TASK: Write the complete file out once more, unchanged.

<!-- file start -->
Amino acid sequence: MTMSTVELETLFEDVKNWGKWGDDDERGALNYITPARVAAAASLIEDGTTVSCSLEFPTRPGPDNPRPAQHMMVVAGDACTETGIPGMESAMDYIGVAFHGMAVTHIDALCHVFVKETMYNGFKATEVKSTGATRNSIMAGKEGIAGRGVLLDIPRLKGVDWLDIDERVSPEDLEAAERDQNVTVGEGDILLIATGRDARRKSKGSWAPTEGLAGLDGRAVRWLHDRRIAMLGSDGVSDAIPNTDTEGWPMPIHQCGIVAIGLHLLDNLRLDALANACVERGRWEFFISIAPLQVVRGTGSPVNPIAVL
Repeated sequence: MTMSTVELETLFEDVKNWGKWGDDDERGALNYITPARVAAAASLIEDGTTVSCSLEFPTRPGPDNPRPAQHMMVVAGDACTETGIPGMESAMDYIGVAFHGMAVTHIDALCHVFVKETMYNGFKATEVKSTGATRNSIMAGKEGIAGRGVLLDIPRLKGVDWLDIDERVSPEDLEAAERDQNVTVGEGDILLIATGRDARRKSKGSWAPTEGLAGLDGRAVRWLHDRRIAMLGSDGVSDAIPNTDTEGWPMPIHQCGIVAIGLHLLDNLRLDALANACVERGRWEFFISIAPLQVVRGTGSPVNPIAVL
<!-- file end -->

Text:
Amino acid sequence: MTMSTVELETLFEDVKNWGKWGDDDERGALNYITPARVAAAASLIEDGTTVSCSLEFPTRPGPDNPRPAQHMMVVAGDACTETGIPGMESAMDYIGVAFHGMAVTHIDALCHVFVKETMYNGFKATEVKSTGATRNSIMAGKEGIAGRGVLLDIPRLKGVDWLDIDERVSPEDLEAAERDQNVTVGEGDILLIATGRDARRKSKGSWAPTEGLAGLDGRAVRWLHDRRIAMLGSDGVSDAIPNTDTEGWPMPIHQCGIVAIGLHLLDNLRLDALANACVERGRWEFFISIAPLQVVRGTGSPVNPIAVL
Repeated sequence: MTMSTVELETLFEDVKNWGKWGDDDERGALNYITPARVAAAASLIEDGTTVSCSLEFPTRPGPDNPRPAQHMMVVAGDACTETGIPGMESAMDYIGVAFHGMAVTHIDALCHVFVKETMYNGFKATEVKSTGATRNSIMAGKEGIAGRGVLLDIPRLKGVDWLDIDERVSPEDLEAAERDQNVTVGEGDILLIATGRDARRKSKGSWAPTEGLAGLDGRAVRWLHDRRIAMLGSDGVSDAIPNTDTEGWPMPIHQCGIVAIGLHLLDNLRLDALANACVERGRWEFFISIAPLQVVRGTGSPVNPIAVL